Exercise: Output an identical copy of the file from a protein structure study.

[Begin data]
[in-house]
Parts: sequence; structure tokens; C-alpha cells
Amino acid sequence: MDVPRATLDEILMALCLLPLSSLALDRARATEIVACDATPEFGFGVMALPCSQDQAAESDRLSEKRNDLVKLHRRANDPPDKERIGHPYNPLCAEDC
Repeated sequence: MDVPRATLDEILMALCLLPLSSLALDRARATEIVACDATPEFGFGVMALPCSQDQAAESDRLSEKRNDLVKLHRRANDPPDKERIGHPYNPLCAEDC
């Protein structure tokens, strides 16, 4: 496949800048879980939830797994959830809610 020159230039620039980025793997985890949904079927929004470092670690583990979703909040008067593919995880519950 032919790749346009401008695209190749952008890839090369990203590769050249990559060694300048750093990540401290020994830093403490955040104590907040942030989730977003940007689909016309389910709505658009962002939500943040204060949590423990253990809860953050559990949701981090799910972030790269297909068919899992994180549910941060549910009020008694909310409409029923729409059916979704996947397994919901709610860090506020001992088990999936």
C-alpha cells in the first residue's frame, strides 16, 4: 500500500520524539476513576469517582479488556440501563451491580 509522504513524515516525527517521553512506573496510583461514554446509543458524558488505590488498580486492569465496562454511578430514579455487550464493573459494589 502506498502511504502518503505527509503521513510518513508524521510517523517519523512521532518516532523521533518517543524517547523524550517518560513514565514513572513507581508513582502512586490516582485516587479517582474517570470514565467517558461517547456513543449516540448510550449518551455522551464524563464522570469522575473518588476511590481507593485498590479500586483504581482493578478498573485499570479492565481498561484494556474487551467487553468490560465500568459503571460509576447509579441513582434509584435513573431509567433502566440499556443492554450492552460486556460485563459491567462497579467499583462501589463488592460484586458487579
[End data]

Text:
[in-house]
Parts: sequence; structure tokens; C-alpha cells
Amino acid sequence: MDVPRATLDEILMALCLLPLSSLALDRARATEIVACDATPEFGFGVMALPCSQDQAAESDRLSEKRNDLVKLHRRANDPPDKERIGHPYNPLCAEDC
Repeated sequence: MDVPRATLDEILMALCLLPLSSLALDRARATEIVACDATPEFGFGVMALPCSQDQAAESDRLSEKRNDLVKLHRRANDPPDKERIGHPYNPLCAEDC
């Protein structure tokens, strides 16, 4: 496949800048879980939830797994959830809610 020159230039620039980025793997985890949904079927929004470092670690583990979703909040008067593919995880519950 032919790749346009401008695209190749952008890839090369990203590769050249990559060694300048750093990540401290020994830093403490955040104590907040942030989730977003940007689909016309389910709505658009962002939500943040204060949590423990253990809860953050559990949701981090799910972030790269297909068919899992994180549910941060549910009020008694909310409409029923729409059916979704996947397994919901709610860090506020001992088990999936």
C-alpha cells in the first residue's frame, strides 16, 4: 500500500520524539476513576469517582479488556440501563451491580 509522504513524515516525527517521553512506573496510583461514554446509543458524558488505590488498580486492569465496562454511578430514579455487550464493573459494589 502506498502511504502518503505527509503521513510518513508524521510517523517519523512521532518516532523521533518517543524517547523524550517518560513514565514513572513507581508513582502512586490516582485516587479517582474517570470514565467517558461517547456513543449516540448510550449518551455522551464524563464522570469522575473518588476511590481507593485498590479500586483504581482493578478498573485499570479492565481498561484494556474487551467487553468490560465500568459503571460509576447509579441513582434509584435513573431509567433502566440499556443492554450492552460486556460485563459491567462497579467499583462501589463488592460484586458487579